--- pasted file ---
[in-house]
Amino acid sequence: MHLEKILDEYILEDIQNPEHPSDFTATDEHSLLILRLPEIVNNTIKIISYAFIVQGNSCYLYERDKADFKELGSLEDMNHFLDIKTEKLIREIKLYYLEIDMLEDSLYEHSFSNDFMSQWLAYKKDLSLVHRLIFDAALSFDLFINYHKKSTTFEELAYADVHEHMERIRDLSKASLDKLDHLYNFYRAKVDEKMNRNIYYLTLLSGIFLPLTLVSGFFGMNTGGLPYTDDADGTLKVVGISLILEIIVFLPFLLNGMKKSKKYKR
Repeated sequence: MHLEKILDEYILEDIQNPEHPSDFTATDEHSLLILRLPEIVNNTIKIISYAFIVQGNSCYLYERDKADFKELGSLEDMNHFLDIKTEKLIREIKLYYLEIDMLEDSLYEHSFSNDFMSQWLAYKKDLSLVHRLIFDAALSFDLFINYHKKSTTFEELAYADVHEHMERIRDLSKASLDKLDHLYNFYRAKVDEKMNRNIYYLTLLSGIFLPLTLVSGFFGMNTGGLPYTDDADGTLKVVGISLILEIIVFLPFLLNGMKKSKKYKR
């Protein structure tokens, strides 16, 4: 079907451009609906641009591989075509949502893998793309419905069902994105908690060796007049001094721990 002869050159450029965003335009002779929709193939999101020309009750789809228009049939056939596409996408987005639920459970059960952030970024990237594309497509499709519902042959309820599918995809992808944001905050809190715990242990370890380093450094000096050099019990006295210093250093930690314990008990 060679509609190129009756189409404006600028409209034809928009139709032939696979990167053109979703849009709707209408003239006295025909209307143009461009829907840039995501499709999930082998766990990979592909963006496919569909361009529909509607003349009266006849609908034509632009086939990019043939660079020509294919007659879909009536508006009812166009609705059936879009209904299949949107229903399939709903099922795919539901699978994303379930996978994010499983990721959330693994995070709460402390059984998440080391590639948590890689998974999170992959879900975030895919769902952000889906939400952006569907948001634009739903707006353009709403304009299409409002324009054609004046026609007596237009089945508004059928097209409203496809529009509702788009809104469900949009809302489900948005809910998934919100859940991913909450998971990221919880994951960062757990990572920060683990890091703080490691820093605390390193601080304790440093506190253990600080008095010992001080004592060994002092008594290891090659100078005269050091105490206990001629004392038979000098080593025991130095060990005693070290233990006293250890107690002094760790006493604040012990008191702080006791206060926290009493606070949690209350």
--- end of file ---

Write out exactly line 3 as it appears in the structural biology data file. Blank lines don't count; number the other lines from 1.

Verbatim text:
Repeated sequence: MHLEKILDEYILEDIQNPEHPSDFTATDEHSLLILRLPEIVNNTIKIISYAFIVQGNSCYLYERDKADFKELGSLEDMNHFLDIKTEKLIREIKLYYLEIDMLEDSLYEHSFSNDFMSQWLAYKKDLSLVHRLIFDAALSFDLFINYHKKSTTFEELAYADVHEHMERIRDLSKASLDKLDHLYNFYRAKVDEKMNRNIYYLTLLSGIFLPLTLVSGFFGMNTGGLPYTDDADGTLKVVGISLILEIIVFLPFLLNGMKKSKKYKR